Web Application Starter Kit for .NET developers | JavaScript for Line of Business Applications | Scoop.it

This a solution (project) template of a typical single-page web application built on top of the following technologies:

* ASP.NET Web API, ASP.NET Web Pages (Razor)
* AngularJS client side framework by Google
* SQL Server database project with SSDT
* Entity Framework 5 with Database First
* Real-time web functionality with SignalR
* Enterprise Library 6.0
* Windows Azure SDK
* NuGet with Package Restore

 

You can use it to bootstrap your web and cloud app projects and dev environment. The main advantabe of building your app on top of it - is that you'll be able to pull and merge updates at any time in the future by using Git functionality.

The starter kit contains multi-project solution structure, a set of 3rd party libraries, tools and a bunch of scripts all preconfigured for instant web development gratification. Just clone the repo, open Source/Application.sln and you are ready to develop and test your application.

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Web-client development with Ember.js and Windows Azure Mobile Services - Part 4

Web-client development with Ember.js and Windows Azure Mobile Services - Part 4 | JavaScript for Line of Business Applications | Scoop.it

In the previous posts (1, 2, 3) I covered creating an Ember.js-based single page application, then wiring it up to Windows Azure Mobile Services for data storage. But currently it allows everyone to post anonymously. I at least want some basic authentication so I can verify the user is a real person and maybe hold them accountable for things they post.

Windows Azure Mobile Services makes it trivially easy to set up authentication using Facebook, Google, Microsoft account (formerly LiveID), or Twitter as the authentication provider.

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Web-client development with Ember.js and Windows Azure Mobile Services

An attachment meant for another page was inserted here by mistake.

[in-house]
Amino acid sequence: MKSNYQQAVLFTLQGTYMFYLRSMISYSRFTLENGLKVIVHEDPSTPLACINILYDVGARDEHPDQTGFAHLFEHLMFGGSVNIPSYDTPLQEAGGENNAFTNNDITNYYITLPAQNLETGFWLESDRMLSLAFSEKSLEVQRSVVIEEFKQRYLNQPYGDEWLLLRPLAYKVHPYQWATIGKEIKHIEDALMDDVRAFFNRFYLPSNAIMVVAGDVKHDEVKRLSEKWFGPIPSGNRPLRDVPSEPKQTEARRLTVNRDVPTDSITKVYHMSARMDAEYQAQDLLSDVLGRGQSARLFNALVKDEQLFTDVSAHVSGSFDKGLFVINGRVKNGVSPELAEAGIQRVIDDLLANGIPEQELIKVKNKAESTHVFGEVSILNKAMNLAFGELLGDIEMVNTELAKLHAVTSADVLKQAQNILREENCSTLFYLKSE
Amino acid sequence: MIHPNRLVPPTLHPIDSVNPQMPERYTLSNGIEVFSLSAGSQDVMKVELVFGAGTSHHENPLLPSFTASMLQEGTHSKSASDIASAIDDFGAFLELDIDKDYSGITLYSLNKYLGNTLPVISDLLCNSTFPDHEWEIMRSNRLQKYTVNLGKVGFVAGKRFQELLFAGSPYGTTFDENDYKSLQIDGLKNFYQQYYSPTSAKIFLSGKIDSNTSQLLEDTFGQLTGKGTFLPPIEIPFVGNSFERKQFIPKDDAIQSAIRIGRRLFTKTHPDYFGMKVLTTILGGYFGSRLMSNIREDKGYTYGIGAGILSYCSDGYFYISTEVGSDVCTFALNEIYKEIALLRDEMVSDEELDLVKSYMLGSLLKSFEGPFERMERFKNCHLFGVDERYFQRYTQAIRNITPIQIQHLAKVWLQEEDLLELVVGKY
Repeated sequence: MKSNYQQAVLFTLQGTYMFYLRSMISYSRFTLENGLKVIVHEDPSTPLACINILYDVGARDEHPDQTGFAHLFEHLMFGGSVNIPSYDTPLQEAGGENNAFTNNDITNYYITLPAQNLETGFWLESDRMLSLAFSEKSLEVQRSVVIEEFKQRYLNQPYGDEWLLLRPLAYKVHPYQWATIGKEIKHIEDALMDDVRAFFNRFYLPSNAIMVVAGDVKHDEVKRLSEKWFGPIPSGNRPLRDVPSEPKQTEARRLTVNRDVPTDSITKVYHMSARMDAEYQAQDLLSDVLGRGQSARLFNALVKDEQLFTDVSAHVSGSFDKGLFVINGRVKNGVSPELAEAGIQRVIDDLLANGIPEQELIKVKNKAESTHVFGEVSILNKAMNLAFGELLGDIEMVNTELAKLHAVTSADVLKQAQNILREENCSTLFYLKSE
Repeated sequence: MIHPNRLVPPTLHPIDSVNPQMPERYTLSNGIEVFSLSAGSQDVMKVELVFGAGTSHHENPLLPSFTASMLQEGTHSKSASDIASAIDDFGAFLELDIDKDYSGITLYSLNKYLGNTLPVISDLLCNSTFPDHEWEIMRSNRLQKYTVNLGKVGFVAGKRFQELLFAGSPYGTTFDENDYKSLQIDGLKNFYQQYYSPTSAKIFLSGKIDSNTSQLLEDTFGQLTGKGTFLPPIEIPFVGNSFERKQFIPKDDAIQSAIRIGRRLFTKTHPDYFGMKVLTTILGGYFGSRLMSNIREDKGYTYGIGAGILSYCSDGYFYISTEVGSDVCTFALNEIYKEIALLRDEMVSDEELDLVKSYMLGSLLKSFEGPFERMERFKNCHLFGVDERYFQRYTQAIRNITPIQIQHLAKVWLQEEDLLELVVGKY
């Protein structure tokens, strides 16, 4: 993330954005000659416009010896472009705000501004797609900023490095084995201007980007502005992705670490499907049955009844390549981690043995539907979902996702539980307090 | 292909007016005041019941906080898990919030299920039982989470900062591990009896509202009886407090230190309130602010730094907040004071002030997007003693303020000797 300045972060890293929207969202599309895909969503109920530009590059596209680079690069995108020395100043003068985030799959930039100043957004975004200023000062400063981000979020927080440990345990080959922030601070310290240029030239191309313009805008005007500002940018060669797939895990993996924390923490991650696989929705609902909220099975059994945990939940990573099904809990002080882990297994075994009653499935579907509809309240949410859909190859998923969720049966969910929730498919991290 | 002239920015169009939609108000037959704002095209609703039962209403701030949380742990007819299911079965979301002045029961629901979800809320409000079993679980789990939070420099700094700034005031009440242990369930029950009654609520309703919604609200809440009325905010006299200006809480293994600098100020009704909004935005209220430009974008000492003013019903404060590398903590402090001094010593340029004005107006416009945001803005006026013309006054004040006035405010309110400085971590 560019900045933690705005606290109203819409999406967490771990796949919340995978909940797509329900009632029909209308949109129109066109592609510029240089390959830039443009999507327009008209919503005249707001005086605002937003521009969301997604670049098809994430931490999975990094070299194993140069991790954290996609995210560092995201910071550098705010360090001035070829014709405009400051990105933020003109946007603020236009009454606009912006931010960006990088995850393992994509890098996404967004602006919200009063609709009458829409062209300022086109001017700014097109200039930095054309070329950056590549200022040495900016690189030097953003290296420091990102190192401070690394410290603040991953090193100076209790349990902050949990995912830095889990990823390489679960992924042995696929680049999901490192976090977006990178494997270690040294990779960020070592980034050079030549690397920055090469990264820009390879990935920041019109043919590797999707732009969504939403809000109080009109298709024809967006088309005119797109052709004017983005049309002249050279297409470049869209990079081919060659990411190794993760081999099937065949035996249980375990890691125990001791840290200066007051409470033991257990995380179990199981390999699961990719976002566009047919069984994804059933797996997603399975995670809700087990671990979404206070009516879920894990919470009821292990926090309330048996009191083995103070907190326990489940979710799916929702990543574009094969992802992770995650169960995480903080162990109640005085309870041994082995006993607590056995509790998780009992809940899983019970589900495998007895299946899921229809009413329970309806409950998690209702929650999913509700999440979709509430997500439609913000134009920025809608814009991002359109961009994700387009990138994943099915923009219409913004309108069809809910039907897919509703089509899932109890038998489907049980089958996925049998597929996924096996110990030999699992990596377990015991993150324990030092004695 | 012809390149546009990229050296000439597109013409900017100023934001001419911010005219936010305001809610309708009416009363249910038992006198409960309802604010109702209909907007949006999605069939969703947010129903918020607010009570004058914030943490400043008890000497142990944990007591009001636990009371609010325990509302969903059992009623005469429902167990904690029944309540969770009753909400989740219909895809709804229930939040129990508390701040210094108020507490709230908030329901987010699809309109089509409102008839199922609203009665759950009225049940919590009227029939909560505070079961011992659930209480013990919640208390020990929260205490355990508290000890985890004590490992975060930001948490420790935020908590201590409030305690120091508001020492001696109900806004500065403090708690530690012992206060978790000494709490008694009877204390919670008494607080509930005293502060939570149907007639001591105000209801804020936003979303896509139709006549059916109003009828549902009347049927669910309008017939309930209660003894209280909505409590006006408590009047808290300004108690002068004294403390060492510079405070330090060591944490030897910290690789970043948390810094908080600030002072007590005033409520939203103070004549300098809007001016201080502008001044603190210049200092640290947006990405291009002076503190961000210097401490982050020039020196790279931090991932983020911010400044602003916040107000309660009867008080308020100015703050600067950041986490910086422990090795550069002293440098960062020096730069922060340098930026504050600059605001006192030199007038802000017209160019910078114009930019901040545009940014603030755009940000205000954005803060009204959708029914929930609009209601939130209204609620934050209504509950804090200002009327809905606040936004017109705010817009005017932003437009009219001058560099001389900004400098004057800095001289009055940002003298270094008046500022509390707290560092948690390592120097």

Web-client development with Ember.js and Windows Azure Mobile Services | JavaScript for Line of Business Applications | Scoop.it

Last week I created a new single page application using Ember.js as the client framework (see Part 1 and Part 2). Today, I finish up the application by adding Windows Azure Mobile Services for data storage.

Mobile Services is a preview feature of Windows Azure, so you may need to enable the preview for your account. Once you've done this, perform the following steps to create a new service and get the HTML and JavaScript code to add a client to the application.

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Web-client development with Ember.js and Windows Azure Mobile Services - Part 1

Web-client development with Ember.js and Windows Azure Mobile Services - Part 1 | JavaScript for Line of Business Applications | Scoop.it

Over the next few blog posts I'll go through the process of creating a single page blogging application using Ember.js that uses Windows Azure Mobile Services for data storage, and then deploy it to a Windows Azure Web Site.

 

Single page applications normally have an .html page that acts as a container for the JavaScript that is the brains of the application. This JavaScript is responsible for generating the information displayed in the browser based on templates, and handles routing you between 'pages' (really just loading different templates) and communicating with data sources such as a remote REST API to retrieve data used by the templates.

Ember.js provides an model-view-controller (MVC) approach to designing a single page application, where the model and controller are implemented in JavaScript and the view is implemented in Handlebars, a templating language.

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Building a Coffee Run app using Node.js and Knockout

Building a Coffee Run app using Node.js and Knockout | JavaScript for Line of Business Applications | Scoop.it

In this post I’ll discuss how I built CoffeeRun as a Single-Page Application (SPA) using Node.js and Knockout.js. This was my first foray into the world of SPAs and Node, so it’s written as a guide to anyone else who is looking to dip their toes in for the first time. I’ll also cover deployment to Azure.

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A chatroom for all! Part 3 - Building a Backend with Node, Mongo and Socket.IO

A chatroom for all! Part 3 - Building a Backend with Node, Mongo and Socket.IO | JavaScript for Line of Business Applications | Scoop.it

In this part, I will show you how to use your existing express-based node.js app to create a chatroom backend with WebSocket support.